"The flood wall along River Dr. between Perry and Bechtel Park is showing some signs of fatigue,” the email said. “Affected property owners and tenants have been notified".
"It sounds like to me that there was not enough communication between everybody in the know about what was about to happen,” Tim Baldwin said. Baldwin is the owner of Front Street Brewery. "It is one thing to have the firemen going door to door several hours before the breach, but make us make that decision if they have the information 26 hours in advance so that we can make preparations."
“We are still months from opening,” Baldwin said. “Right now, it’s just waiting on the insurance payouts.”
Baldwin’s business was one of the first to flood when a temporary Hesco barrier holding back the Mississippi River gave way.
TV6 has made numerous attempts to speak with the City Administrator, Corri Spiegel regarding the emails. As the City Administrator, Spiegel oversees all operations of the city, including the Public Works Director.
In an email to Spiegel on July 9, 2019, TV6 made its first request for an on-camera interview with Speigel. Speigel ultimately agreed to do an interview if TV6 would provide questions ahead of time. TV6 did not agree to providing questions ahead of time and instead offered to provide Spiegel with a set time to review the public records request before an interview. TV6 attempted to reach Speigel again prior to this story. Our most recent requests have gone unanswered.
WHAT TV6 REQUESTED IN ITS OPEN RECORDS REQUEST:
In the public records request dated May 1, 2019, TV6 requested the following information:
- E-mails sent to all city staff, city council and any outside agency used for flood consulting, using both work emails, and to personal emails accounts, that include the following phrases:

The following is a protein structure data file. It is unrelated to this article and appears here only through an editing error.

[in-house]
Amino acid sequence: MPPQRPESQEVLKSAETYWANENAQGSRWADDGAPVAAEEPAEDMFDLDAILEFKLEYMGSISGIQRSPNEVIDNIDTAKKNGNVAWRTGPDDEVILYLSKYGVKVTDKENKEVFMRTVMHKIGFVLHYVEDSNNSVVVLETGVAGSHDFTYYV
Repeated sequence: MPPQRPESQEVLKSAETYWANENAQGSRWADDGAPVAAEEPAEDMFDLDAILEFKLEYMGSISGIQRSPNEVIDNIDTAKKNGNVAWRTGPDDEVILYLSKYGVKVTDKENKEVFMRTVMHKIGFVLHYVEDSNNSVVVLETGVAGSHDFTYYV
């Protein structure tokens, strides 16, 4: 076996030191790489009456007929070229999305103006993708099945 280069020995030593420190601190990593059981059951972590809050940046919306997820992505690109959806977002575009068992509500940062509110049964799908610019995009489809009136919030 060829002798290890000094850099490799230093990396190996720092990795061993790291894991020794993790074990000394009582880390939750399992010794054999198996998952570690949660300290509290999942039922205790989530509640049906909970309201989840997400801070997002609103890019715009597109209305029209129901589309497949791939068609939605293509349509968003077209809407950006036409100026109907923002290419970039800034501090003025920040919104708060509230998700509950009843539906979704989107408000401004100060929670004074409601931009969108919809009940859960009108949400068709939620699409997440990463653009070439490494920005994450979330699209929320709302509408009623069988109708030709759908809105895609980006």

o Hesco Barrier
o Concern of a breach
o Barrier stability
o Hesco break
- All emails sent to all city staff, city council and any outside agency used for flood consulting, using both work emails, and to personal emails accounts, that include the following words:
o Hesco Barrier
o Temporary levee
- All emails sent all city staff, city council and any outside agency used for flood consulting, using both work emails, and to personal emails accounts, regarding concerns of a failure of the HESCO barrier.
- All emails sent between all city staff, city council and any agency used in flood consulting, including the company whom the HESCO barriers were purchased, and the company who manufactured the HESCO barriers for the last nine (9) months.
- All call phone records for Public Works Director Nicole Gleason for the last four (4) weeks, excluding text messages
- All text message records for Public Works Director Nicole Gleason for the last 168 hours, ending at midnight on 5/1/2019.
After consulting with the city, the city said there were no phone records or text messages from Public Works Director Nicole Gleason, and TV6 narrowed the request to the two weeks before the barrier break and received 106 emails.
View the emails: If you wish to view the emails that TV6 obtained regarding the barrier before, after and during the breach you can do so below or by clicking on the "Related Documents" on the right-hand side. App users - you can find those emails.
App users: If you are viewing this on your TV6 News App, please click this link to view the PDF.